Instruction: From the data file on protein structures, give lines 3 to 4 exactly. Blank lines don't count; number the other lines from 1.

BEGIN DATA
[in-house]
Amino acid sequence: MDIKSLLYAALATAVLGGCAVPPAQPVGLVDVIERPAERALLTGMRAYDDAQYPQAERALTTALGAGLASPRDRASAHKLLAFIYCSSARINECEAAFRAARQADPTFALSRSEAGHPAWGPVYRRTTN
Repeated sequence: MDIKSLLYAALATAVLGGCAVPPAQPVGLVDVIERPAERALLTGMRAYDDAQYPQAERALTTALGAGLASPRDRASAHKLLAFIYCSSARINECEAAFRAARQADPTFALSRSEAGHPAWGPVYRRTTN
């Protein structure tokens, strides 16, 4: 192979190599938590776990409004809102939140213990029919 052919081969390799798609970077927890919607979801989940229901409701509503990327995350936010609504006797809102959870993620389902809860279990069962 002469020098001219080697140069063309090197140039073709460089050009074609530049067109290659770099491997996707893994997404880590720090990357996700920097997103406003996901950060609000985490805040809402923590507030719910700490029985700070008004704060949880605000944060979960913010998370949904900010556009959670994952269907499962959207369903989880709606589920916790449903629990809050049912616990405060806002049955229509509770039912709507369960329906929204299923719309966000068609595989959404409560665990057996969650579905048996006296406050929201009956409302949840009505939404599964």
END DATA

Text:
Repeated sequence: MDIKSLLYAALATAVLGGCAVPPAQPVGLVDVIERPAERALLTGMRAYDDAQYPQAERALTTALGAGLASPRDRASAHKLLAFIYCSSARINECEAAFRAARQADPTFALSRSEAGHPAWGPVYRRTTN
């Protein structure tokens, strides 16, 4: 192979190599938590776990409004809102939140213990029919 052919081969390799798609970077927890919607979801989940229901409701509503990327995350936010609504006797809102959870993620389902809860279990069962 002469020098001219080697140069063309090197140039073709460089050009074609530049067109290659770099491997996707893994997404880590720090990357996700920097997103406003996901950060609000985490805040809402923590507030719910700490029985700070008004704060949880605000944060979960913010998370949904900010556009959670994952269907499962959207369903989880709606589920916790449903629990809050049912616990405060806002049955229509509770039912709507369960329906929204299923719309966000068609595989959404409560665990057996969650579905048996006296406050929201009956409302949840009505939404599964």